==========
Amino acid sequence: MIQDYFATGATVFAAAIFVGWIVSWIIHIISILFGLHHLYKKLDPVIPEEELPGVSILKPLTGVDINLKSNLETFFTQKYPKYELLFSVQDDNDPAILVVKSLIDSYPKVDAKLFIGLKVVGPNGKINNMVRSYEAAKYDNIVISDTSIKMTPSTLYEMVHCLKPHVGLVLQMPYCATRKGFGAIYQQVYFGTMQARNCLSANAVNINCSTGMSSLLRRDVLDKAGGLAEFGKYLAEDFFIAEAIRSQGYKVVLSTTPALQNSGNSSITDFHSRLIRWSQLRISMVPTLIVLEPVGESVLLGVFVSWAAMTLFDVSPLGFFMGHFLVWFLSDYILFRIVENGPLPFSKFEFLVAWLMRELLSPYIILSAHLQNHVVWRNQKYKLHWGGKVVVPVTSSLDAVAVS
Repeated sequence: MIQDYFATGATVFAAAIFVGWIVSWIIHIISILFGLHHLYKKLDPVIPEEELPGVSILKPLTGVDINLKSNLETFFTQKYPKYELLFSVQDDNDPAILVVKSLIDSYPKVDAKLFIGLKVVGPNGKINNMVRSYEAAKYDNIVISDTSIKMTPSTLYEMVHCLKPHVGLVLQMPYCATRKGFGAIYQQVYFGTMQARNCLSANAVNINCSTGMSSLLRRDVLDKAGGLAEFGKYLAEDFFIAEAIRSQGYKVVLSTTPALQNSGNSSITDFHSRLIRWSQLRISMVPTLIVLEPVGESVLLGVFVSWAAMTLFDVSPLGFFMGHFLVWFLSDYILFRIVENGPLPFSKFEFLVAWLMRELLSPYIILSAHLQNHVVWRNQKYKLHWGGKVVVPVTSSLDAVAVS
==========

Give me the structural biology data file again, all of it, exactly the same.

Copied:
Amino acid sequence: MIQDYFATGATVFAAAIFVGWIVSWIIHIISILFGLHHLYKKLDPVIPEEELPGVSILKPLTGVDINLKSNLETFFTQKYPKYELLFSVQDDNDPAILVVKSLIDSYPKVDAKLFIGLKVVGPNGKINNMVRSYEAAKYDNIVISDTSIKMTPSTLYEMVHCLKPHVGLVLQMPYCATRKGFGAIYQQVYFGTMQARNCLSANAVNINCSTGMSSLLRRDVLDKAGGLAEFGKYLAEDFFIAEAIRSQGYKVVLSTTPALQNSGNSSITDFHSRLIRWSQLRISMVPTLIVLEPVGESVLLGVFVSWAAMTLFDVSPLGFFMGHFLVWFLSDYILFRIVENGPLPFSKFEFLVAWLMRELLSPYIILSAHLQNHVVWRNQKYKLHWGGKVVVPVTSSLDAVAVS
Repeated sequence: MIQDYFATGATVFAAAIFVGWIVSWIIHIISILFGLHHLYKKLDPVIPEEELPGVSILKPLTGVDINLKSNLETFFTQKYPKYELLFSVQDDNDPAILVVKSLIDSYPKVDAKLFIGLKVVGPNGKINNMVRSYEAAKYDNIVISDTSIKMTPSTLYEMVHCLKPHVGLVLQMPYCATRKGFGAIYQQVYFGTMQARNCLSANAVNINCSTGMSSLLRRDVLDKAGGLAEFGKYLAEDFFIAEAIRSQGYKVVLSTTPALQNSGNSSITDFHSRLIRWSQLRISMVPTLIVLEPVGESVLLGVFVSWAAMTLFDVSPLGFFMGHFLVWFLSDYILFRIVENGPLPFSKFEFLVAWLMRELLSPYIILSAHLQNHVVWRNQKYKLHWGGKVVVPVTSSLDAVAVS